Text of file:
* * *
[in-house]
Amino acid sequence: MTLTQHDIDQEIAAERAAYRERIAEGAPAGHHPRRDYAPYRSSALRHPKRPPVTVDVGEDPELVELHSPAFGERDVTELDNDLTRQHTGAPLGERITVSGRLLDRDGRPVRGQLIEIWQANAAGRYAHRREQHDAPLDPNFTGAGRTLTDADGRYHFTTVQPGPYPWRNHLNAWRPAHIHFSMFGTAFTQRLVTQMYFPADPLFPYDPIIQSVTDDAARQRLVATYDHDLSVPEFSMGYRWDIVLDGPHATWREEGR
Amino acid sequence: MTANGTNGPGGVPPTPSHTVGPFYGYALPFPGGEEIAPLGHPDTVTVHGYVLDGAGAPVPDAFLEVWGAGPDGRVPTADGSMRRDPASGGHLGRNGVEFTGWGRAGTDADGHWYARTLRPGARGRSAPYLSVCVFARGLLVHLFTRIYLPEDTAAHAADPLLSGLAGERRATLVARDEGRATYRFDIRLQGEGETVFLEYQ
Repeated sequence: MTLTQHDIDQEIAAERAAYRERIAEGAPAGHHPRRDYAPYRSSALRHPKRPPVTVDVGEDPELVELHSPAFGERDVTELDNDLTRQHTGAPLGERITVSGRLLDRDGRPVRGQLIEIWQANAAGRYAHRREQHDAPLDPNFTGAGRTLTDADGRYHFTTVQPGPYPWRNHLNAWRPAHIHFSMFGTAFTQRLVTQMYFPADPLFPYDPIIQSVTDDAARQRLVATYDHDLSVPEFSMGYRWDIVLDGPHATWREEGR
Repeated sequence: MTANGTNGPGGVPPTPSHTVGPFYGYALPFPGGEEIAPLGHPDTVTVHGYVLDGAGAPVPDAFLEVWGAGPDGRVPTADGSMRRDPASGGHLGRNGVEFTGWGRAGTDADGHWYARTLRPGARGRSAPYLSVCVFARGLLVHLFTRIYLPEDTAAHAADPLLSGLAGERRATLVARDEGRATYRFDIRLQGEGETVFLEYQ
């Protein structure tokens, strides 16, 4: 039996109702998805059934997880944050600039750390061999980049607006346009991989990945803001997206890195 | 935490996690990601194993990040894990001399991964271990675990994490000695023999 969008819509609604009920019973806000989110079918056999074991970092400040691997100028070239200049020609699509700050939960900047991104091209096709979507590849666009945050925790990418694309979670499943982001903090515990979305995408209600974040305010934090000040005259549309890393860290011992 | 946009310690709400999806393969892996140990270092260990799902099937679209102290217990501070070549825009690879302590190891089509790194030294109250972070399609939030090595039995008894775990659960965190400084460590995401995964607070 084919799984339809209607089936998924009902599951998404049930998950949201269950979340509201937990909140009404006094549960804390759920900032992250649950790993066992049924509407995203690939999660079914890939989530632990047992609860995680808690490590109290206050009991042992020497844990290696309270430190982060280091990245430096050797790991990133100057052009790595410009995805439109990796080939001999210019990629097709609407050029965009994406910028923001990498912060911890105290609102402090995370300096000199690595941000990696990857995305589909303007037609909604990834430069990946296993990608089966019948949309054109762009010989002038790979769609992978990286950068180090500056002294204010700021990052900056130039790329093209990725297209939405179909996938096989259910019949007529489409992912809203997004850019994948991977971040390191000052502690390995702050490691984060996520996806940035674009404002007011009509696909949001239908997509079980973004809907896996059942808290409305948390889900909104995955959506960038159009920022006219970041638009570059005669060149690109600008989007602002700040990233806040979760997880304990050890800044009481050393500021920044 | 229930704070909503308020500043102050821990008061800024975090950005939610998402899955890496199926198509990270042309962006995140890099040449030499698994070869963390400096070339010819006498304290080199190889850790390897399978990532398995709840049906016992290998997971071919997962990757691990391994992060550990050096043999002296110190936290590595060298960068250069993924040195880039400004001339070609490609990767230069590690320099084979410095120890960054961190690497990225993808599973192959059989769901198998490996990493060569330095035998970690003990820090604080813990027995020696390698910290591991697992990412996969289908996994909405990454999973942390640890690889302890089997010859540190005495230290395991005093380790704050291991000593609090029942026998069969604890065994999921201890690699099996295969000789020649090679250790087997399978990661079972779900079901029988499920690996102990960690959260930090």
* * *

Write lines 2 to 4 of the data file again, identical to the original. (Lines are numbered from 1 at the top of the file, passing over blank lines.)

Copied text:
Amino acid sequence: MTLTQHDIDQEIAAERAAYRERIAEGAPAGHHPRRDYAPYRSSALRHPKRPPVTVDVGEDPELVELHSPAFGERDVTELDNDLTRQHTGAPLGERITVSGRLLDRDGRPVRGQLIEIWQANAAGRYAHRREQHDAPLDPNFTGAGRTLTDADGRYHFTTVQPGPYPWRNHLNAWRPAHIHFSMFGTAFTQRLVTQMYFPADPLFPYDPIIQSVTDDAARQRLVATYDHDLSVPEFSMGYRWDIVLDGPHATWREEGR
Amino acid sequence: MTANGTNGPGGVPPTPSHTVGPFYGYALPFPGGEEIAPLGHPDTVTVHGYVLDGAGAPVPDAFLEVWGAGPDGRVPTADGSMRRDPASGGHLGRNGVEFTGWGRAGTDADGHWYARTLRPGARGRSAPYLSVCVFARGLLVHLFTRIYLPEDTAAHAADPLLSGLAGERRATLVARDEGRATYRFDIRLQGEGETVFLEYQ
Repeated sequence: MTLTQHDIDQEIAAERAAYRERIAEGAPAGHHPRRDYAPYRSSALRHPKRPPVTVDVGEDPELVELHSPAFGERDVTELDNDLTRQHTGAPLGERITVSGRLLDRDGRPVRGQLIEIWQANAAGRYAHRREQHDAPLDPNFTGAGRTLTDADGRYHFTTVQPGPYPWRNHLNAWRPAHIHFSMFGTAFTQRLVTQMYFPADPLFPYDPIIQSVTDDAARQRLVATYDHDLSVPEFSMGYRWDIVLDGPHATWREEGR